Jurassic World (2015)

Jurassic World (2015)

The park is open.

More than two decades ago, director Steven Spielberg blew people’s minds with the colossal blockbuster Jurassic Park (1993) — a movie going experience that redefined cinema and provided the world with some of the most iconic sights and sounds of contemporary film. With its plausible mix of science, breathtaking imagery and imagination, it’s difficult to convey the brimming excitement that surrounded Spielberg’s flick at the time of its release, with viewers feeling as though, they too, were seeing actual dinosaurs for the very first time, just like the characters in the movie. A cautionary tale about messing with the natural order of the world, Jurassic Park was also responsible for some of the most important visual effects advancements in film, pioneering software that is still being used today. With its subsequent sequels, The Lost World: Jurassic Park (1997) and Jurassic Park III (2001) dropping the ball in terms of quality storytelling and spectacle, this new ‘Jurassic’ picture, Jurassic World doesn’t even bother addressing events from the follow-up flicks, instead it builds off Spielberg’s original masterpiece — which was based on the 1990 novel by Michael Crichton — and comes around full circle as the park that was promised twenty-two years ago is now finally alive.

Skilfully directed by Colin Trevorrow — whose only other feature is the low-budget Safety Not Guaranteed (2012) — Jurassic World takes us back to the isolated Isla Nublar, an island situated off the coast of Costa Rica — last seen in Jurassic Park — where Dr. John Hammond’s dream of building a functional theme park — giving folks from around the globe an opportunity to come and experience the wonder and delight of witnessing and interacting with bona fide dinosaurs — is at long last a reality. Welcome to Jurassic World, a beautifully realized, fully operational theme park — constructed around a luxury resort — which features numerous state-of-the-art, awe-inspiring rides, educational holograms and tourist attractions, all surrounding a bustling Main Street — complete with a Starbucks café and a Pandora jewellery store alongside other such recognizable stalls selling tacky souvenirs, gifts and apparel.

Indominus Wrecks!

Indominus Wrecks!

Luckily, the thriving park has been up and running, operating ‘disaster free,’ for many years but given its commercial prosperity, demands for new yearly innovations are a constant concern with corporate shareholders keen to create better, flashier dinosaurs in order to ensure that guests keep returning to the resort — this in some ways parallels the challenge of satisfying the contemporary blockbuster crowd, who are always looking for bigger, faster, louder and better. In pursuit for greater profits, the genetics team at the park, led by Dr. Henry Wu — BD Wong, reprising his role from Jurassic Park — have spliced together a hybrid dinosaur they’ve named the Indominus Rex; a gigantic, highly intelligent 50-foot-tall killing machine, who we eventually learn can change its color and elude heat sensors.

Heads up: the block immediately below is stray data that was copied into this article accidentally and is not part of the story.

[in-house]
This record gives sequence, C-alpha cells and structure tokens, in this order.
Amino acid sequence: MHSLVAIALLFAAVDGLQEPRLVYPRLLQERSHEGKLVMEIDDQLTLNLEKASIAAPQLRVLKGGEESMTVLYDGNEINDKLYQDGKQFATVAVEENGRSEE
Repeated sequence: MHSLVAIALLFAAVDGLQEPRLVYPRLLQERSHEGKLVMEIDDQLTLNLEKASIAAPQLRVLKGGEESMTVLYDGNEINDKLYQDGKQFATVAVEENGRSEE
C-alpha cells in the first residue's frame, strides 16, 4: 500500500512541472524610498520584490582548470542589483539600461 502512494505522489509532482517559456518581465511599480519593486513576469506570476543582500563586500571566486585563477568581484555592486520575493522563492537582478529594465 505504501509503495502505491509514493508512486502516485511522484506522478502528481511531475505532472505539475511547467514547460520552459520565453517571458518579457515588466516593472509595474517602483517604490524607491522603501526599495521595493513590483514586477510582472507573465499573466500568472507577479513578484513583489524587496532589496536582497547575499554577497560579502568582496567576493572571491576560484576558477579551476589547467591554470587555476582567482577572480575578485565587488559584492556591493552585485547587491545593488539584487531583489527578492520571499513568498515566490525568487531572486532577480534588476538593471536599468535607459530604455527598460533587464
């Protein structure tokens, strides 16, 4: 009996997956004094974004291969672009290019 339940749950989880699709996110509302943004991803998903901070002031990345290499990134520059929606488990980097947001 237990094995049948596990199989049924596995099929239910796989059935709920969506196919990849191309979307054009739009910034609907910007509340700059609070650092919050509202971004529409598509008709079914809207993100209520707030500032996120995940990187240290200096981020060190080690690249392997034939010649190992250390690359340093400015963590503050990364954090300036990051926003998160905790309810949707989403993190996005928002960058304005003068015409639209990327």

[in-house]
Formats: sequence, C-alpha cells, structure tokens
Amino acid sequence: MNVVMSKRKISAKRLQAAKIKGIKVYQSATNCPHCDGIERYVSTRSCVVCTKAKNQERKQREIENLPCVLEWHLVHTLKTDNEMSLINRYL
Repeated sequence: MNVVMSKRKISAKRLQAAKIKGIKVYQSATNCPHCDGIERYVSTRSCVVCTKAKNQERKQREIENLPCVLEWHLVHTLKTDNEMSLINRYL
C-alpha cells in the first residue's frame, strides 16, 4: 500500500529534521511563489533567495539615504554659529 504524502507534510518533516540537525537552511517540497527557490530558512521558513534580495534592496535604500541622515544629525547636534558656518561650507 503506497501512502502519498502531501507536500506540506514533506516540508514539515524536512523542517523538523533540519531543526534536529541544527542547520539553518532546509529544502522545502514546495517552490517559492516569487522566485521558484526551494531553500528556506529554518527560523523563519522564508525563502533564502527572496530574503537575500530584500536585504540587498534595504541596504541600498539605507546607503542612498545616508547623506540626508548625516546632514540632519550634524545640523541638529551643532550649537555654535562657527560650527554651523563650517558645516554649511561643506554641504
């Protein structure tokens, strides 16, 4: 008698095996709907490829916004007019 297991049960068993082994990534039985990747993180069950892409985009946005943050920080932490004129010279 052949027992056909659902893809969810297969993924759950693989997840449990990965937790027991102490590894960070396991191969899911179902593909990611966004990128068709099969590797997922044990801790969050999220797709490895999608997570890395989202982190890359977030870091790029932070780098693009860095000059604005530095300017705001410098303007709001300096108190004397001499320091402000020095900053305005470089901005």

Overseeing every corner of Jurassic World is the strict, career driven operations manager, Claire Dearing (Bryce Dallas Howard), who finds herself burdened with the unexpected arrival of her two nephews, the 11-year-old Gray, (Ty Simpkins) and his older brother, 16-year-old Zach, (Nick Robinson). Shipped off by their mother, Karen Mitchell (Judy Greer), to spend a few days at the resort, Claire has little time for distractions and loads the boys with special passes, sending them to explore Jurassic World on their own, in the care of her equally clueless assistant, Zara Young (Katie McGrath). Busy with the park’s newest ‘monster,’ the Indominus Rex and the security of its containment, Claire visits Owen Grady (Chris Pratt), an ex-military expert turned animal behaviorist who trains Velociraptors at a secluded research base on the margin of the main park. Why? Who knows! Luckily, Owen has formed a bond with four of the raptors and established an alpha relationship with the dinos, one that skirts dangerously close between sly obedience and predatory revolt. As it turns out, Owen’s research has piqued the interest of Vic Hoskins (Vincent D’Onofrio), the head of InGen’s security operations, who hopes to make an easy buck by using the raptors as weapons. Alas, when the deadly Indominus Rex escapes the confinement of its pen, a squad of InGen soldiers, led by Vic, attempt to stop the creature before it reaches the tourists whilst Claire and Owen join forces in order to the hunt for her nephews who are lost in the park as the resort falls into mayhem and guests turn into prey.

Snack Attack!

Snack Attack!

Strait off the bat, it’s evident that director Colin Trevorrow has a fondness for the Jurassic pictures and has opted to ‘honor’ and embrace aspects of Spielberg’s original vision instead of attempting to surpass or equal it. Mimicking blockbuster specialists such as Spielberg and to some extent, even James Cameron, Jurassic World works as a homage to event films from yesteryear, paying tribute to the foundations Spielberg laid out in the original Jurassic Park; it recalls moments of Spielberg’s masterwork both flawlessly and naturally, such as a tender scene where Owen comforts a dying herbivore who’s been attacked while the boy’s astonishing drive in a gyrosphere — a hamster ball-like vehicle that rolls around on the ground, allowing its riders 360-degree visibility of the world around them — evokes bittersweet nostalgia. Even a brief appearance by the animated Mr. DNA comes as a welcome surprise. As one would assume, the quintessential beasts are animated with generous fluidity and rapid speed whilst the feature’s last sequence, which slips into B-movie madness — where a particular soaring dino charges into battle against a foe of equal stature — is the icing on the cake of this entertaining tribute, working as a final nod or a closing reminder that roars, ‘don’t mess with the original!’ Additionally the flick’s new monster, the Indominus Rex, could almost be seen as somewhat of a symbol of consumer and corporate excess, with director Trevorrow stating that the dinosaur was ‘meant to embody [humanity’s] worst tendencies’ — our desire and thirst for profit.